It is the first case series of two patients with mucinous adenocarcinoma with unusual changes in post radiotherapy MRI. The post chemoradiation MRI findings suggested features of perforation masking the "mucin lakes". We were unable to fully explain pathogenesis or evident reason for this type of finding after looking at the literature. Although patients post chemoradiotherapy MRI reported reduction in tumour bulk, there are a few questions raised in both cases: are these "Mucin lakes" mimicking perforation, post radiation changes or persistence of the disease? How do mucin lakes extend beyond the muscularis propria?
There are case reports describing mucin pools extending to subserosa and submucosa, but no description of mucin lakes extending 14mm beyond the muscularis propria. Absence of the literature evidence about it causes confusion on the pre-chemoradiotherapy MRI (reported as perforation).
The theory of "mucin lakes" formation is that the low-grade neoplasm produces mucin that distends the bowel lumen. This increase in intramural pressure, where the perforating vessels traverse the muscularis propria allows neoplastic epithelium to herniate through these weak areas in the wall (4) and thereby mimic perforation.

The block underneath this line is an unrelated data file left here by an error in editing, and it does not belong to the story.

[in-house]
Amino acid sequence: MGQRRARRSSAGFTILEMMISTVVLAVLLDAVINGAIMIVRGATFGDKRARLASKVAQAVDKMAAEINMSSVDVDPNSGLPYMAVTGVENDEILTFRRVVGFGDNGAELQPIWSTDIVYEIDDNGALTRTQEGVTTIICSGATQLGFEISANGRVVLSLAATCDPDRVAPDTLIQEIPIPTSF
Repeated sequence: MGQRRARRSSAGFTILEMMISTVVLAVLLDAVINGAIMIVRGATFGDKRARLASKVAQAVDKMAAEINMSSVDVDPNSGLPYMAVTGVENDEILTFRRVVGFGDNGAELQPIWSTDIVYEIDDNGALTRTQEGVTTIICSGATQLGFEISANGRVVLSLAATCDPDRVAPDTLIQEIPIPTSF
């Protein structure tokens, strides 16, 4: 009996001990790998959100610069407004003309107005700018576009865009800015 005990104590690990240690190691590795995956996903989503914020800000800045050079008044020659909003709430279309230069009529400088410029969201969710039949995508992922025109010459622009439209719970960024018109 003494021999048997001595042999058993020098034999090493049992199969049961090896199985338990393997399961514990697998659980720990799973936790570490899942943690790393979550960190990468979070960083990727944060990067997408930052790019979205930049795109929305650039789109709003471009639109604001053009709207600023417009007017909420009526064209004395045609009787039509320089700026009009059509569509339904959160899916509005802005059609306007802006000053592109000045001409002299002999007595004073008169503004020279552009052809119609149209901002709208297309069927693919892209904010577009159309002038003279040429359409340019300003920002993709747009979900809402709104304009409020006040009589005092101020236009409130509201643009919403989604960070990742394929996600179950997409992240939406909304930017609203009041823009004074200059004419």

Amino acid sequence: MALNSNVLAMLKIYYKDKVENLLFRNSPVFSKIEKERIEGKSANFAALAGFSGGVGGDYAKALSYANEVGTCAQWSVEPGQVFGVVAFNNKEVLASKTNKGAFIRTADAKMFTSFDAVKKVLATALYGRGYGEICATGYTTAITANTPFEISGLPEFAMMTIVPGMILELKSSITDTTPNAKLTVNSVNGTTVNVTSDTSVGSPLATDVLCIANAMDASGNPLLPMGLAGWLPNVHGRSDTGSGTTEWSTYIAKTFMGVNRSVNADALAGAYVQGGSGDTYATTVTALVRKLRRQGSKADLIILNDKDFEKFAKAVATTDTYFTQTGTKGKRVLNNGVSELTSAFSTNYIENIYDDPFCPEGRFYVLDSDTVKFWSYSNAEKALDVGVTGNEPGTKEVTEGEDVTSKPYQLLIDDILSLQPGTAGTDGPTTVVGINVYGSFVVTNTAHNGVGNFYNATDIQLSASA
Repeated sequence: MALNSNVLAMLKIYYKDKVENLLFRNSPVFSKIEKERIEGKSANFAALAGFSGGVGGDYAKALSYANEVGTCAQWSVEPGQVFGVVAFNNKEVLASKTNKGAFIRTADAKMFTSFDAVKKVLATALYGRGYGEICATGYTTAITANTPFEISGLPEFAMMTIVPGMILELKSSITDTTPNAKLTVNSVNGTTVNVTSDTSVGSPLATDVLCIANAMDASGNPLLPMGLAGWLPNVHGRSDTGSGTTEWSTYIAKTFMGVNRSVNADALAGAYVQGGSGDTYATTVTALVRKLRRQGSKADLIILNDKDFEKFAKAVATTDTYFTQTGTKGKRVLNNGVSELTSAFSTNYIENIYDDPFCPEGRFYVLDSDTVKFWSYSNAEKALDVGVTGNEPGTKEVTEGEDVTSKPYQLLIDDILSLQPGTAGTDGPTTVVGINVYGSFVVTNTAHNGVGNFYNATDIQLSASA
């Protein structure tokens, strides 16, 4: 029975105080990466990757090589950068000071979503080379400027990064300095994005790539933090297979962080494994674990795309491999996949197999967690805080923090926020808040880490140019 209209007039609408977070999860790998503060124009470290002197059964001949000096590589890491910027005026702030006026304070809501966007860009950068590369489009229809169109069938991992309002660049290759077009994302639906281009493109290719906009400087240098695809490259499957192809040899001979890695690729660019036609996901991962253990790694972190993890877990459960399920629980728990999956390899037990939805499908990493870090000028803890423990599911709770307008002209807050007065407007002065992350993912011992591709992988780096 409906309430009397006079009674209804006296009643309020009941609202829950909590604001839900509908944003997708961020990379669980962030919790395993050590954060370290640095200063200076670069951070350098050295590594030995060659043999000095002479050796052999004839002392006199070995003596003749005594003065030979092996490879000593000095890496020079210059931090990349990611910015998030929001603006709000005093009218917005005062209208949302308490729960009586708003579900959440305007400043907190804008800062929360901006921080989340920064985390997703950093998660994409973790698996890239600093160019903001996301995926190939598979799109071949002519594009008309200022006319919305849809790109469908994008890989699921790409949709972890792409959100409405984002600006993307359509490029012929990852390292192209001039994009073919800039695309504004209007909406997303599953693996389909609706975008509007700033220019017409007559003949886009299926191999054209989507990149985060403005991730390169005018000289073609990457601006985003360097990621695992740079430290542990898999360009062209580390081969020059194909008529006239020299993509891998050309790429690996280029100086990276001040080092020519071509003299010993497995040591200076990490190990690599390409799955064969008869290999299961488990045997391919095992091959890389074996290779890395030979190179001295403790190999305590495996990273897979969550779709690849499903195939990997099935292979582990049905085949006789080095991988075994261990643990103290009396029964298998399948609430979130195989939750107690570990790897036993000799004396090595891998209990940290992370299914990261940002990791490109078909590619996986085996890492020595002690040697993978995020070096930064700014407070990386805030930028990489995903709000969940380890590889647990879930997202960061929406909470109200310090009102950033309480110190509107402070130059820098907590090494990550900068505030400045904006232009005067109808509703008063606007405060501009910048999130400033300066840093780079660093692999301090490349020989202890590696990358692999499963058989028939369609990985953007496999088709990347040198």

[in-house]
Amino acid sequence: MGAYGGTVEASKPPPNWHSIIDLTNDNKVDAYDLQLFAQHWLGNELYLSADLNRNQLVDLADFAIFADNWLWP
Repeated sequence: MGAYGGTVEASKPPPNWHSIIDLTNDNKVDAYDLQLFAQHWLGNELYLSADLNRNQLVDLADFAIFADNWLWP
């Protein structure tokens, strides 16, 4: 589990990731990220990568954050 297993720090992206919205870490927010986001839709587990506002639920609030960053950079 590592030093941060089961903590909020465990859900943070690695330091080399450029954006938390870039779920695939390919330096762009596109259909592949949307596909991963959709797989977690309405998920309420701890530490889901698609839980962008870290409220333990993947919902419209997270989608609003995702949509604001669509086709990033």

In our experience, patient 1 had occasional cancer cells in mucin pools extending 14 mm beyond the muscularis mucosa, but circumferential resection margin was not compromised (2 mm). In the second patient mucin pools were acellular, histopathology showed minimal margin of <1mm, and again the tumour was completely excised. This cellularity of the mucin lakes poses questions on staging.
One more unusual observation from comparison of these two case reports: In first case study pre-chemoradiation MRI did not show obvious mucin lakes, but they became evident on post-chemoradiation MRI extending beyond the muscularis propria despite tumour mass having completely regressed. Does this imply that wall tissues become less resistant to cancer pool intrusion after chemoradiation?